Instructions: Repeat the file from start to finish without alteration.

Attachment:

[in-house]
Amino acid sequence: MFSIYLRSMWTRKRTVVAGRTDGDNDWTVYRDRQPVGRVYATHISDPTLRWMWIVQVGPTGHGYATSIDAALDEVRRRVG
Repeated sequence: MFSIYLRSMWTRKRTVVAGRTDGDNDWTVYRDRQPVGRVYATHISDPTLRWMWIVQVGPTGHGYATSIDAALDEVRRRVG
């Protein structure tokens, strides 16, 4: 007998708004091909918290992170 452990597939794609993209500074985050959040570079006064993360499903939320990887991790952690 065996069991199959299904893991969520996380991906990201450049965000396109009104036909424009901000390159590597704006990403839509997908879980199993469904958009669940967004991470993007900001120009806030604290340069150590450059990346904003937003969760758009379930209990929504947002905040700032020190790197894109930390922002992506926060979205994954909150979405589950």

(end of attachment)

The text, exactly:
[in-house]
Amino acid sequence: MFSIYLRSMWTRKRTVVAGRTDGDNDWTVYRDRQPVGRVYATHISDPTLRWMWIVQVGPTGHGYATSIDAALDEVRRRVG
Repeated sequence: MFSIYLRSMWTRKRTVVAGRTDGDNDWTVYRDRQPVGRVYATHISDPTLRWMWIVQVGPTGHGYATSIDAALDEVRRRVG
């Protein structure tokens, strides 16, 4: 007998708004091909918290992170 452990597939794609993209500074985050959040570079006064993360499903939320990887991790952690 065996069991199959299904893991969520996380991906990201450049965000396109009104036909424009901000390159590597704006990403839509997908879980199993469904958009669940967004991470993007900001120009806030604290340069150590450059990346904003937003969760758009379930209990929504947002905040700032020190790197894109930390922002992506926060979205994954909150979405589950």